Monday, February 6, 2012

The importance of a voice

These last two weeks, I actually sensed God's desire for me to open up more about my personal life. I've written about my struggle in telling the whole truth in the memoir I recently finished writing, and about the severity of my experience with post-adoption depression after we brought our daughter Evangeline home from Ukraine. 

A little bit of electricity zapped my fingertips as I hit the publish tab on both posts. What would people think if I put myself out there? I should just keep these things to myself.

This year, in addition to therapy and after school activities and church and writing and querying agents for my book, I've also had the privilege to speak to a handful of MOPS groups in the Chicago land area. I talk about the birth of my daughter in the former Soviet Union and her diagnosis of Down syndrome and about the grief that ensued for almost a year over the loss of the child I expected. I have other presentations about how to teach our kids to be good friends to those around us with special needs, and about loss and grief in motherhood. 

Every time I have a presentation, there is a part of me that is afraid of judgement. Maybe I shouldn't share all of me. Maybe I should just share the good Christian/ pastor's wife/ missionary parts of me and tuck away the other parts: the mom who didn't want her child. The mom who went to a bottle of Chardonnay instead of to the Lord. The mom who adopted another child with Down syndrome; a quasi stab at redemption, only to find that she, of course, was still the one who needed redeeming.

But each time, and I'm serious when I say this, I can almost hear God's voice saying, "share all of you, Gillian. Because in the hard parts, in the times you made bad choices, in your brokenness and lack of faith, I was there. And that's MY story in you."

Before I speak, I usually run to the bathroom and grab a wad of toilet paper to sop up the sweat underneath my arms. I smooth my hair, and look at myself in the mirror.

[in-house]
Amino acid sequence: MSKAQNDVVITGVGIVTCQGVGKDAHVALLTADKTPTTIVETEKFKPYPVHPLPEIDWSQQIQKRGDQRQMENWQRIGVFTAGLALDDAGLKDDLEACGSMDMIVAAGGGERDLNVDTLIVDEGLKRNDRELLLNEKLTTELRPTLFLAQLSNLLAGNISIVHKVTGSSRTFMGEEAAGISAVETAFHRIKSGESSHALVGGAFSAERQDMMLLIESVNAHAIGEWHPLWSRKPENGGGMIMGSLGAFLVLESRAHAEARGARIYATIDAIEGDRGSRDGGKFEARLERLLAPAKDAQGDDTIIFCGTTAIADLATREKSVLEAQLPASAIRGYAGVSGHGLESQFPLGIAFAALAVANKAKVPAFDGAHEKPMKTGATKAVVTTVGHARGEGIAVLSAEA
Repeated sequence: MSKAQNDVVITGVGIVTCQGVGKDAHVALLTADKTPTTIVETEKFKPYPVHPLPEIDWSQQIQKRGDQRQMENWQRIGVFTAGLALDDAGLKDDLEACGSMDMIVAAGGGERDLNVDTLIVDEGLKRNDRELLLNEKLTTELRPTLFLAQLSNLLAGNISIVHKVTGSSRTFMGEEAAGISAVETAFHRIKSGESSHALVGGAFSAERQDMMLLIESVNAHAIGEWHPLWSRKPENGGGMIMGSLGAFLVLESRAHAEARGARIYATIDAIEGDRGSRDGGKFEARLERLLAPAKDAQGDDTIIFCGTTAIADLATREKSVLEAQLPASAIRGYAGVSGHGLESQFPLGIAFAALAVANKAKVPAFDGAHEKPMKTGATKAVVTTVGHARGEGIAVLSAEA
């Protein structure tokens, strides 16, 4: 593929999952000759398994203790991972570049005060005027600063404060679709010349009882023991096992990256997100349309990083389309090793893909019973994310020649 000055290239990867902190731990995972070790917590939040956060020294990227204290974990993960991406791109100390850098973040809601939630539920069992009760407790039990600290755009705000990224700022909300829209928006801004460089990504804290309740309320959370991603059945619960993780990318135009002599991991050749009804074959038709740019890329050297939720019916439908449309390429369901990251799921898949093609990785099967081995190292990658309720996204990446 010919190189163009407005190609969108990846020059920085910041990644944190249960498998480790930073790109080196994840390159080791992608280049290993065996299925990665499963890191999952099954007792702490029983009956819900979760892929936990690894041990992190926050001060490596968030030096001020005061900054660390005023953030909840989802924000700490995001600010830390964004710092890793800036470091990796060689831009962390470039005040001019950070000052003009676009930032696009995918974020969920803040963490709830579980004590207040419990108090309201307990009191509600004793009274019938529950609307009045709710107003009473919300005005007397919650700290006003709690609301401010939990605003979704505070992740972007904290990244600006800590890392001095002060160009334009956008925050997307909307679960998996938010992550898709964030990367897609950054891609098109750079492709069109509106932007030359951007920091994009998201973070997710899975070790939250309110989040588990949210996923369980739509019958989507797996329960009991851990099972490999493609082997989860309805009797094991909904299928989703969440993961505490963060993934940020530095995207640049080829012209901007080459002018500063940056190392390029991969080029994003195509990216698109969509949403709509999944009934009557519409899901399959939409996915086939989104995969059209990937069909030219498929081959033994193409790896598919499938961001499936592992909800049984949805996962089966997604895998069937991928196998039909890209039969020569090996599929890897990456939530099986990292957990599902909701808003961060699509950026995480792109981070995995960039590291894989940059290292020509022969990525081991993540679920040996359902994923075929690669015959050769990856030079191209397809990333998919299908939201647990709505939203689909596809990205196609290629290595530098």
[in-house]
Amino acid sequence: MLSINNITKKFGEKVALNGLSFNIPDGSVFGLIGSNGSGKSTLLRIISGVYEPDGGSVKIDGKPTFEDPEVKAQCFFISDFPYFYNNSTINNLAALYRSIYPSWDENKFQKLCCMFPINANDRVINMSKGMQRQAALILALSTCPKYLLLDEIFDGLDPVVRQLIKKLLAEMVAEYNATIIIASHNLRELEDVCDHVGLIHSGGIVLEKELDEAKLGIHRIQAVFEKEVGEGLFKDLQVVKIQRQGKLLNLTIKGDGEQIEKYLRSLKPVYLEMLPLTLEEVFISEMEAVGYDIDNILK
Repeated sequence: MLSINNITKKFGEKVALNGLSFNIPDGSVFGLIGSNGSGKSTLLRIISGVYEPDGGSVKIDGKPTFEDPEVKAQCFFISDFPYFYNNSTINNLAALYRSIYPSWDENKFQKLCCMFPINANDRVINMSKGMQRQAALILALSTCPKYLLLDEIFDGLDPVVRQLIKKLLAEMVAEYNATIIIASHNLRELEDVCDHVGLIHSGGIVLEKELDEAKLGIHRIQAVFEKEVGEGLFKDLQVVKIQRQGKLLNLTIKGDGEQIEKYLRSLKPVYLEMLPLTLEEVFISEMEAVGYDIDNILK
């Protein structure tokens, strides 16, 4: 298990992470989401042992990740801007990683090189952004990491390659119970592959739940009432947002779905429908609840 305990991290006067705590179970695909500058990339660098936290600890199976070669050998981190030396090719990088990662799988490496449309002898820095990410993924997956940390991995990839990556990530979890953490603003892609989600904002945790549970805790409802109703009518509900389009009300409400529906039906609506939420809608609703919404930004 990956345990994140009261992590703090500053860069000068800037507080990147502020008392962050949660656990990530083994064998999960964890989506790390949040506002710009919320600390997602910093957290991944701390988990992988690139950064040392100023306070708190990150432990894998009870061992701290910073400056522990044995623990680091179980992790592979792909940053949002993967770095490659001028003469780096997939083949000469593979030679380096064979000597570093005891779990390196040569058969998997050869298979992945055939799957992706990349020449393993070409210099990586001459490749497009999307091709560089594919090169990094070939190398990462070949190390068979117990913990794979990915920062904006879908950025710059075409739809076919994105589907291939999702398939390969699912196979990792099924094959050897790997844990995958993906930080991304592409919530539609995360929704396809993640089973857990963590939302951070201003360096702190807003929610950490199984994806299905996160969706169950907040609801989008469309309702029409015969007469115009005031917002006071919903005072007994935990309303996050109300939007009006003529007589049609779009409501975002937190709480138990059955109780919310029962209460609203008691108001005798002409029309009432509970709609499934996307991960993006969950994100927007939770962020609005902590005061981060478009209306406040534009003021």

I think of God's voice telling me not to waste the life he's given me. I think of one mom who may be struggling. If my voice encourages her to speak up to someone about her struggles, than sharing the ugly parts of me is more than worth it.

And I think of Polly's voice, chattering in my ear non-stop throughout the day. I think about her reciting the Star Spangled Banner with her class in the morning at school. I think about when she tells me that she loves me, and how it fills me up to the brim of my existence with thanks and praise that I get to be her mom.

I think about Evangeline. Oh, how I long to hear her voice. I anticipate it. I wait for it. And until then I stand up for her as her voice.

So, I step out in front of strangers and tell them my story, and I keep querying agnets for my book, and I keep writing down my rambling thoughts here. 

I include the embarrassing parts for sure. But I also include the best parts, how Polly and I are crazy in love now. How thankful I am to be Evangeline's mom. How awed I am that God knew I needed to be broken in such specific ways in order to be used for his purposes and for his glory alone.

Last night, I got an email from someone who attended one of my talks in September thanking me for my willingness to be vulnerable and for sharing my dark moments, thoughts and actions in my presentation. She is a mother to a child with special needs. Here's a little bit of what she wrote:
What you said made me feel “normal”, connected and accepted.  (I’m tearing up as I write this to you, even now, because it meant so much to me and I understand how difficult it is to be honest like that with others…even if they are “strangers”.)

That's really the point of why I do what I do. 

I have a voice, and I am learning not to be afraid to use it.

What about you? How are you using your voice?


  1. Thank you for sharing this, Gillian. I have been feeling to nudge to be more transparent. And have been working on a spiritual memoir of sorts. Even if it is read only by my kids and grandkids...I feel the call to write it anyway.

    Thank you for your example!

  2. You have a beautiful voice.

    In our brokeness, God heals and we must tell His story.


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